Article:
HUNTSVILLE, Ontario, June 26 (Reuters) – The United States, France and Russia on Saturday pledged to support Armenia and Azerbaijan as they try to agree basic principles for settling a dispute over Azerbaijan’s breakaway Nagorno-Karabakh region.
“The people have a need to know. Journalists have a right to tell” is the message carried by the Newseum – America’s “most interactive museum” where five centuries of news history meet. I went in and came out blinded and impressed, but once the glaring of shiny exhibits settled down in my eyes and memory, I couldn’t let go of the feeling, that I’ve been somehow deceived.
U.S. President Barack Obama marked the 18th anniversary of Armenia’s declaration of independence late Tuesday with a special statement and a congratulatory message to his Armenian counterpart Serzh Sarkisian, RFE/RL reports.
“The people of the United States join the people of Armenia in celebrating Armenia’s day of independence today,” Obama said in a statement posted on the White House website. “We deeply value the many cultural and historic ties that bind our two countries.”
The full text of Obama’s statement is here. The reason this statement by Obama grabbed my attention is the background information on the RFE/RL story: “Obama similarly congratulated Armenians on the occasion and hailed their “spirit of independence, self-reliance, and survival” one year ago, when he was still a presidential candidate. “Even in the face of genocide, the pain of the past has not defeated the Armenians, either in Armenia or the far-flung diaspora,” he said in a September 2008 letter to Sarkisian.“ Link
Turkish Prime Minister Tayyip Erdogan sent two foreign policy officials to meet the advisors of both U.S. presidential candidates Democrat Barack Obama and Republican John McCain in the United States, Hurriyet daily reported on Tuesday.
Ahmet Davutoglu, chief foreign policy advisor to Erdogan and Suat Kiniklioglu, deputy chairman of the Foreign Affairs Committee of the Turkish parliament would convey Turkey’s stance on a number of crucial issues, including PKK terrorism, the so-called Armenian “genocide” claims, Cyprus and other regional problems, to the advisors of both candidates, Hurriyet wrote.
Turkey would also urge the U.S. presidential candidates to listen to Turkish views on the so-called Armenian “genocide” claims, aside from focusing solely on the Armenian claims.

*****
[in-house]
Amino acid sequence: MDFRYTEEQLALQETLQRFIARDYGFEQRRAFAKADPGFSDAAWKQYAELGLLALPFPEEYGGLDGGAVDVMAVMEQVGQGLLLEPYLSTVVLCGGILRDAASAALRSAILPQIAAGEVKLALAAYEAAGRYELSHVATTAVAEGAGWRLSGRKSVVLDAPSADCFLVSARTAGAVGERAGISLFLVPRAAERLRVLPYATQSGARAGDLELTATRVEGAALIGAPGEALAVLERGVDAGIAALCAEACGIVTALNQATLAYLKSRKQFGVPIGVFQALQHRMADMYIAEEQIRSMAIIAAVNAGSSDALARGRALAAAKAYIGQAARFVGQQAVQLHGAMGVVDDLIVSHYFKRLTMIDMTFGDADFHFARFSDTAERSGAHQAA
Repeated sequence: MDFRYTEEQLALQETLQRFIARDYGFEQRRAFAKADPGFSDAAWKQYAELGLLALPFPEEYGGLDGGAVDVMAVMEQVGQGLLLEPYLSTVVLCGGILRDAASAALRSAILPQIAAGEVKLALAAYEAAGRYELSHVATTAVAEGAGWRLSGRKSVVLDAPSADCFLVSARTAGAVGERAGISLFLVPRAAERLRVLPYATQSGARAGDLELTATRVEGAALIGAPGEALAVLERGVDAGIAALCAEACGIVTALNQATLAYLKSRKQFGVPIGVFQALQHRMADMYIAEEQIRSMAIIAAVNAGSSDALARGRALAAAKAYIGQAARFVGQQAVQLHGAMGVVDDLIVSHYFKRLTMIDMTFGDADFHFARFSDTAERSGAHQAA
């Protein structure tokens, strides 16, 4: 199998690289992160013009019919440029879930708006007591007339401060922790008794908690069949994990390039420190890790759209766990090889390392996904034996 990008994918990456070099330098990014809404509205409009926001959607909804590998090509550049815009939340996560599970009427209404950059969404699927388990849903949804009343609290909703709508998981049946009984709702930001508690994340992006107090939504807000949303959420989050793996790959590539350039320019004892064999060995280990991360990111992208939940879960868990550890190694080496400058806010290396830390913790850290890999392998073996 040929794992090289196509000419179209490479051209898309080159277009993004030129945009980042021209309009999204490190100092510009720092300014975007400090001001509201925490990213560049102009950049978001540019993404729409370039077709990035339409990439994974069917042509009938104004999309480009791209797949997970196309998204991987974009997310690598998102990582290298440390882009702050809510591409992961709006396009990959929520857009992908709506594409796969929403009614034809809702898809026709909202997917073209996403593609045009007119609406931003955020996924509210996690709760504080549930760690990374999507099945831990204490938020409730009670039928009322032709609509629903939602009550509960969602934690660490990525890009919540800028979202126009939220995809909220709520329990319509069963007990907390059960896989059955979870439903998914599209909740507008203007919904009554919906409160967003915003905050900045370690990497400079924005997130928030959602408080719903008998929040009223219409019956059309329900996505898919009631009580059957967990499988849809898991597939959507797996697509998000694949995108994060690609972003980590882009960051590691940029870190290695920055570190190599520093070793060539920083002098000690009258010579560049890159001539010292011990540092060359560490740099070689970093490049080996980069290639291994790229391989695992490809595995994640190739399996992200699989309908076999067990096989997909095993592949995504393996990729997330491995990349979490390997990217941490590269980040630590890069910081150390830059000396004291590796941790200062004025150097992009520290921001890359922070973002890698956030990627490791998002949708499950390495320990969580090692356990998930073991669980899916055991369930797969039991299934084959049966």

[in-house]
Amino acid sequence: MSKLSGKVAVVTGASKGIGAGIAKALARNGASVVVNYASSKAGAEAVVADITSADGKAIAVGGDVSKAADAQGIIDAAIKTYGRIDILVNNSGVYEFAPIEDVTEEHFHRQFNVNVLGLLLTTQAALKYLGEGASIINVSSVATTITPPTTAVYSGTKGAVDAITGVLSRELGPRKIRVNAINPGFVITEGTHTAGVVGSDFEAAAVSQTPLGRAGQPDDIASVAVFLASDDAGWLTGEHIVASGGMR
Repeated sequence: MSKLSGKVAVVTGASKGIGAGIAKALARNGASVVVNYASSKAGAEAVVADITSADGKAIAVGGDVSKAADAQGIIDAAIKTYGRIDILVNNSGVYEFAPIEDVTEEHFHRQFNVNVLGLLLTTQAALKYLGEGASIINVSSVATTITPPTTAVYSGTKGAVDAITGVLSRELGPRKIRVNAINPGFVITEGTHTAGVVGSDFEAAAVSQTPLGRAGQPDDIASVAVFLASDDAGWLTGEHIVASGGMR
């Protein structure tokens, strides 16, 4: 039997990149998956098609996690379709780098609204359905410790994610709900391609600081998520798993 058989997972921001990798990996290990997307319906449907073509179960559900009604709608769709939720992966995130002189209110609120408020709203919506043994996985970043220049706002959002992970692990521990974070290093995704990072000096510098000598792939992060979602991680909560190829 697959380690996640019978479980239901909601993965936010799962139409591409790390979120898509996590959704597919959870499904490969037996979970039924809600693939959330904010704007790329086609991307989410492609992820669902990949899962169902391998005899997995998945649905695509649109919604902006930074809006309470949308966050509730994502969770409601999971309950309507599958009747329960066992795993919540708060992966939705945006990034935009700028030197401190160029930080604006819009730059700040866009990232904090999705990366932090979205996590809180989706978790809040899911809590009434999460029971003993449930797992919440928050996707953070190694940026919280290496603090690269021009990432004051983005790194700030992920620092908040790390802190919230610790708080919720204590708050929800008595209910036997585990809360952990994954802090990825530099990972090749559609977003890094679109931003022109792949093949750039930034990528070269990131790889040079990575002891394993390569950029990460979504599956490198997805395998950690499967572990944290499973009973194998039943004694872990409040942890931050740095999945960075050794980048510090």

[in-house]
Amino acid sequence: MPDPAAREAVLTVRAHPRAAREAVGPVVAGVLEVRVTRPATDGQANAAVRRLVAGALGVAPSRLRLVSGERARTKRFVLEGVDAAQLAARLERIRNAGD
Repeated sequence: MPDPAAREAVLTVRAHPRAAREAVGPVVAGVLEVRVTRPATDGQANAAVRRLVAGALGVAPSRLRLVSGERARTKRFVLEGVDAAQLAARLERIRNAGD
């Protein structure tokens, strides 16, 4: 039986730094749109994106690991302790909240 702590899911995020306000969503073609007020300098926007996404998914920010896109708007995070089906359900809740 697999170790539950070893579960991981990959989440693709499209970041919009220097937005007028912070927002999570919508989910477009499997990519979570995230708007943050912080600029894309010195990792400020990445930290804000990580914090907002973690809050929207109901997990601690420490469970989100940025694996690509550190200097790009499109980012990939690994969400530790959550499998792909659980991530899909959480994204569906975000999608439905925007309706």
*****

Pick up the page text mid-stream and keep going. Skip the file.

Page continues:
A warmer period began between Turkey and Armenia, who for more than a decade have not had any diplomatic relations over Armenia’s aggression against Azerbaijan, after Turkish President Abdullah Gul paid a landmark visit to Armenia early September.
The 23rd issue of “Armenian Blogosphere” Radio Program is out and can be downloaded from here. The program brings comments by bloggers on the decline in global markets and shift in US and Russian policies in the Caucasus.
Athanatoi has detected warming of Russia-Turkey and Russia-Azerbaijan relations seeing dangers for Armenia and Nagorno-Karabakh in this shift of Russian intersets. Mark Grigoryan on the other hand, has interviewed American co-chairman of OSCE Minsk Group – Mathew Bryza, and notes, that first time ever a co-chair speaks to an international media outlet and states, that the Karabakh conflict should be settled based on the principle of Azerbaijan’s territorial integrity. “This indicates a shift of US approach to the Karabakh conflict”, Mark Grigoryan thinks. Kornelij Glas comments on the fall of Russian stock indices and decline of oil prices below $89. Nazarian compares the US and Russian economies and sees no reason for Russian speculations about the downfall of US economy and perceptions on takeover of the US interests in the world by Russia.
Back to Armenian realities. Following the President’s address to the nation from the Parliament, Uzogh has found a fundamental difference between President Serge Sargsian and his predicessor – Robert Kocharyan. While “Kocharyan sees the state as a political system”, the blogger remarks, “Sargsyan sees it as an economic one”. Mark Grigoryan looks at the speech from another perspective – the President didn’t say anything about 1) Armenia-Turkey relations 2) Karabakh conflict 3) Georgia-Russia conflict 4) Events of March 1st. “So it turns out the president didn’t say anything on the most important issues?”, the journalist-blogger asks?
This podcast also features an interview with wonderful Armenian blogger and writer Byurie.